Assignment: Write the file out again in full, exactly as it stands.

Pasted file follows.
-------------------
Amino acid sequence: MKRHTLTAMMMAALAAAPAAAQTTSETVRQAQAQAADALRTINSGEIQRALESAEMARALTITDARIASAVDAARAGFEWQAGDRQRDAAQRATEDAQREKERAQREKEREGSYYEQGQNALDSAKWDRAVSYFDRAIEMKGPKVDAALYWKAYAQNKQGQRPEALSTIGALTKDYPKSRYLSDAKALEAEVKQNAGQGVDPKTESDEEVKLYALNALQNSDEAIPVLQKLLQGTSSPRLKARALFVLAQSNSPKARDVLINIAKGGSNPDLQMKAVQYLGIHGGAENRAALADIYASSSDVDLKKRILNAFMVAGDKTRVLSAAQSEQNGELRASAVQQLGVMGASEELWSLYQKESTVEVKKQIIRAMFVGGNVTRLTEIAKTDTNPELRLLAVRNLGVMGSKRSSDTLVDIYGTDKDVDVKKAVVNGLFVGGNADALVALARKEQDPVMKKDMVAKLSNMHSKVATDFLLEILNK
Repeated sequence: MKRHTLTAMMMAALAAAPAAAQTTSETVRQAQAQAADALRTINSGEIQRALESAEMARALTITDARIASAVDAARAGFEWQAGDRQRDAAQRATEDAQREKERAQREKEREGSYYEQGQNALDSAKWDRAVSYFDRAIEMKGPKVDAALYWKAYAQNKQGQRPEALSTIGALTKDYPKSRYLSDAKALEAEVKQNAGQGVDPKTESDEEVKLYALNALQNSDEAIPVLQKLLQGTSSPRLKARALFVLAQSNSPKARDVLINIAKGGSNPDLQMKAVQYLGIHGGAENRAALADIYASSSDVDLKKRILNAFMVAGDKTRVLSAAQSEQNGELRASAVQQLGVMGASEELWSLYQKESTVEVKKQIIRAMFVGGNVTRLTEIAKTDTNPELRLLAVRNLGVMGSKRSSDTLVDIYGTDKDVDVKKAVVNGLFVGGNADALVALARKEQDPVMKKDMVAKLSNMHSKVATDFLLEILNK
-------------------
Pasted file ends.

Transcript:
Amino acid sequence: MKRHTLTAMMMAALAAAPAAAQTTSETVRQAQAQAADALRTINSGEIQRALESAEMARALTITDARIASAVDAARAGFEWQAGDRQRDAAQRATEDAQREKERAQREKEREGSYYEQGQNALDSAKWDRAVSYFDRAIEMKGPKVDAALYWKAYAQNKQGQRPEALSTIGALTKDYPKSRYLSDAKALEAEVKQNAGQGVDPKTESDEEVKLYALNALQNSDEAIPVLQKLLQGTSSPRLKARALFVLAQSNSPKARDVLINIAKGGSNPDLQMKAVQYLGIHGGAENRAALADIYASSSDVDLKKRILNAFMVAGDKTRVLSAAQSEQNGELRASAVQQLGVMGASEELWSLYQKESTVEVKKQIIRAMFVGGNVTRLTEIAKTDTNPELRLLAVRNLGVMGSKRSSDTLVDIYGTDKDVDVKKAVVNGLFVGGNADALVALARKEQDPVMKKDMVAKLSNMHSKVATDFLLEILNK
Repeated sequence: MKRHTLTAMMMAALAAAPAAAQTTSETVRQAQAQAADALRTINSGEIQRALESAEMARALTITDARIASAVDAARAGFEWQAGDRQRDAAQRATEDAQREKERAQREKEREGSYYEQGQNALDSAKWDRAVSYFDRAIEMKGPKVDAALYWKAYAQNKQGQRPEALSTIGALTKDYPKSRYLSDAKALEAEVKQNAGQGVDPKTESDEEVKLYALNALQNSDEAIPVLQKLLQGTSSPRLKARALFVLAQSNSPKARDVLINIAKGGSNPDLQMKAVQYLGIHGGAENRAALADIYASSSDVDLKKRILNAFMVAGDKTRVLSAAQSEQNGELRASAVQQLGVMGASEELWSLYQKESTVEVKKQIIRAMFVGGNVTRLTEIAKTDTNPELRLLAVRNLGVMGSKRSSDTLVDIYGTDKDVDVKKAVVNGLFVGGNADALVALARKEQDPVMKKDMVAKLSNMHSKVATDFLLEILNK